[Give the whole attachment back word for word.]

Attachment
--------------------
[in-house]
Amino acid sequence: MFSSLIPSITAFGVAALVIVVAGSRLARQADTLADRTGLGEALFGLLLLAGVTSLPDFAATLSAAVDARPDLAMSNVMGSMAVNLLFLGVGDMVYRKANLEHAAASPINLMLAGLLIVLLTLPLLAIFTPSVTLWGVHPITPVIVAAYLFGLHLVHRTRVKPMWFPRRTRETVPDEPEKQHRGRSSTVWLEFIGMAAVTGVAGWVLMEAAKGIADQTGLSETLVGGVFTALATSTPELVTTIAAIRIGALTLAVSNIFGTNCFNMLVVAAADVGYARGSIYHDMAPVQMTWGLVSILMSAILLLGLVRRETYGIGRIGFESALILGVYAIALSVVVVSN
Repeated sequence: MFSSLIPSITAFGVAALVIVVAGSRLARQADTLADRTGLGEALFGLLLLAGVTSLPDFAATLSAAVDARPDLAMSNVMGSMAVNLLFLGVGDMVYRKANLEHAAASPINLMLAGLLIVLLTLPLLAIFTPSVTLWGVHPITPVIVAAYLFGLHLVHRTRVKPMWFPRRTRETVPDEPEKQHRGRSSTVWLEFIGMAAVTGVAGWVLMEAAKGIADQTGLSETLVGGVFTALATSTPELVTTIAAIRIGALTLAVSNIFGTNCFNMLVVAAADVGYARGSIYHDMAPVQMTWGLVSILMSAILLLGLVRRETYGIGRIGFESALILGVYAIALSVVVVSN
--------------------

[in-house]
Amino acid sequence: MFSSLIPSITAFGVAALVIVVAGSRLARQADTLADRTGLGEALFGLLLLAGVTSLPDFAATLSAAVDARPDLAMSNVMGSMAVNLLFLGVGDMVYRKANLEHAAASPINLMLAGLLIVLLTLPLLAIFTPSVTLWGVHPITPVIVAAYLFGLHLVHRTRVKPMWFPRRTRETVPDEPEKQHRGRSSTVWLEFIGMAAVTGVAGWVLMEAAKGIADQTGLSETLVGGVFTALATSTPELVTTIAAIRIGALTLAVSNIFGTNCFNMLVVAAADVGYARGSIYHDMAPVQMTWGLVSILMSAILLLGLVRRETYGIGRIGFESALILGVYAIALSVVVVSN
Repeated sequence: MFSSLIPSITAFGVAALVIVVAGSRLARQADTLADRTGLGEALFGLLLLAGVTSLPDFAATLSAAVDARPDLAMSNVMGSMAVNLLFLGVGDMVYRKANLEHAAASPINLMLAGLLIVLLTLPLLAIFTPSVTLWGVHPITPVIVAAYLFGLHLVHRTRVKPMWFPRRTRETVPDEPEKQHRGRSSTVWLEFIGMAAVTGVAGWVLMEAAKGIADQTGLSETLVGGVFTALATSTPELVTTIAAIRIGALTLAVSNIFGTNCFNMLVVAAADVGYARGSIYHDMAPVQMTWGLVSILMSAILLLGLVRRETYGIGRIGFESALILGVYAIALSVVVVSN